New Orleans' Ponderosa Stomp: A Photo Diary

Maybe it's age or my ever-increasing tailspin of stagnating taste, but I just don't find music festivals palatable in the slightest these days. Multi-day romps to summertime smorgasboards is for the birds. No matter if it takes place in Chicago or Austin, it's always hotter than Hades, the sound tends to be questionable and the mixture of mammoth crowds and massive stages leaves the user with a less than personal experience.

Then there's New Orleans' Ponderosa Stomp. Instead of concentrating on booking tomorrow's It bands, the petite, two-day nonprofit festival concentrates on highlighting artists whose contributions to music generally can't be heard on your FM dial. That's because for most of the performers' musical contributions and heydays happened some 40-odd years ago.

Now 10 years old, the Stomp has hosted everything from psychedelic warriors like Roky Erickson to the rockabilly stylings of Duane Eddy to this year's Stax Records Review, which featured Eddie Floyd and William Bell (amongst others).

The festival is a celebration of sometimes overlooked and many all-too forgotten artists, the session musicians and sidemen who all too often, sadly, have failed to get their due. Some of this year's Ponderosa performers wrote songs later recorded by others who turned them into million-selling chart-toppers: Sir Mack Rice's "Mustang Sally" or Beaumont native Barbara Lynn's "Oh Baby (We Got a Good Thing Goin')," which was covered by the Rolling Stones.

On the contrary, this past weekend's festivities at downtown nightclub Howlin' Wolf were nothing but smiles and celebration.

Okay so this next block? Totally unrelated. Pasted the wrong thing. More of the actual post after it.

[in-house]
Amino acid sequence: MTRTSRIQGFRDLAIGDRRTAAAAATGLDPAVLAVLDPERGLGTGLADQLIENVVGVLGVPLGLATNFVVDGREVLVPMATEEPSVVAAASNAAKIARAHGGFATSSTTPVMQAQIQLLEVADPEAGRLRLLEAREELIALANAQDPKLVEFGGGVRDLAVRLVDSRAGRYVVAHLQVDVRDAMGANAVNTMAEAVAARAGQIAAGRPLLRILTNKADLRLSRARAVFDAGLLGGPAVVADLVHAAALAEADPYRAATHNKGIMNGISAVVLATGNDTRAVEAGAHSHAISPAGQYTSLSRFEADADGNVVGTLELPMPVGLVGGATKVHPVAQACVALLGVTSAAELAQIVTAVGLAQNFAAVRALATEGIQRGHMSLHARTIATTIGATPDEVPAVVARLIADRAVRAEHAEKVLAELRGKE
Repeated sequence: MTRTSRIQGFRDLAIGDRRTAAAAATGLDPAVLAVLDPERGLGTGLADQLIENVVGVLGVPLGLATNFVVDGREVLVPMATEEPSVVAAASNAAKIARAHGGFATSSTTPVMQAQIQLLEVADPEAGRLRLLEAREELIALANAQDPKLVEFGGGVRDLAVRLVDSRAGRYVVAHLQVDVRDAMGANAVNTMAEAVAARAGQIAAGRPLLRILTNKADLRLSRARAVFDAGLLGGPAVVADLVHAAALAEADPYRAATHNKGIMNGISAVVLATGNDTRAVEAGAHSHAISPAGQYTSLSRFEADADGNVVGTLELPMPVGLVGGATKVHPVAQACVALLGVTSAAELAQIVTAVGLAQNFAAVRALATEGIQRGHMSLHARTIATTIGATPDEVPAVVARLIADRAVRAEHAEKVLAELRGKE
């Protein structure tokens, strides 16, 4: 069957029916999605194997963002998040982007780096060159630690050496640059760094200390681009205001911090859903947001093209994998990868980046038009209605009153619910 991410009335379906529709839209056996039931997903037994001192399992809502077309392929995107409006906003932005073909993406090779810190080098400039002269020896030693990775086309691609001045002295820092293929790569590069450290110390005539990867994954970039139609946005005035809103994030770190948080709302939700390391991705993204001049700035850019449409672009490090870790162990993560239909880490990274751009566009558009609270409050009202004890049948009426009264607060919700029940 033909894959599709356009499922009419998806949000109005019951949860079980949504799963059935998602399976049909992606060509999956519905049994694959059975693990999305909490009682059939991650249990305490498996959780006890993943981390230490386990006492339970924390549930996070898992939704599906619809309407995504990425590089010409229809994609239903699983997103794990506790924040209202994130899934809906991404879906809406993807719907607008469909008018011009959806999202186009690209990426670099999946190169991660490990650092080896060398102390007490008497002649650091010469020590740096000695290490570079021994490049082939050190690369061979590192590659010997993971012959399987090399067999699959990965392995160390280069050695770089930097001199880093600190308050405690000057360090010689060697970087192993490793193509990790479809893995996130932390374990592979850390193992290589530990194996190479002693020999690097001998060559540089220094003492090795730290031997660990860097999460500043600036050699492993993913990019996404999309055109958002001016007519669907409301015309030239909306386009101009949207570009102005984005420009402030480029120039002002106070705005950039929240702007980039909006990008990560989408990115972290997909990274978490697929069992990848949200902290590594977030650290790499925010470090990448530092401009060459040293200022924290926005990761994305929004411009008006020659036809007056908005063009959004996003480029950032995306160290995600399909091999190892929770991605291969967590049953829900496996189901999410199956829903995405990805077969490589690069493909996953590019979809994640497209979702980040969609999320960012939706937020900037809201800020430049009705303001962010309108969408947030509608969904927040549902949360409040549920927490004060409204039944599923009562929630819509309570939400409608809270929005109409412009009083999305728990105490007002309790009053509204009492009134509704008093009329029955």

Sporting a white-and-gold sequined suit, the prodigal son of New Orleans was in fine form for a tribute to J&M recording studio owner, Cosimo Matassa. The man spent his evening behind a baby grand piano and tickled all 88 keys just to prove he was as sharp as he's ever been. Renditions of Toussaint-penned or -produced songs filled the evening with covers of Lee Dorsey's "Yes We Can" and "Get Out My Life Woman," which may be one of the most covered songs to ever come out of Orleans Parish.


Octogenarian Parker joined Toussaint onstage for just one solitary song, his lone hit for the Nola label, "Barefootin." Parker's hip new dance never quite swept the nation, possibly due to the perils of dancing sans shoes. While the dance never found popularity, the song sure did and went on to sell plenty of copies in 1966. Parker inspired the entire Howlin' Wolf audience to shake and shimmy.


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Frogman recorded his first and largest hit, "Ain't Got No Home," more than 55 years ago and though most of body has seemingly withered with time (he joined Toussaint for two songs and entered the stage with his walker) amazingly his voice has not. He fully represented the spectrum of his talents, singing both the falsetto and bass parts to "Ain't Got No Home" without blinking an eye.


The patron saint of the Ponderosa Stomp and writer of its namesake song, Lazy Lester once again brought his down-and-dirty harmonica blues stylings. The former Excello recording artist is the last of a breed of performers including Slim Harpo and Roscoe Shelton.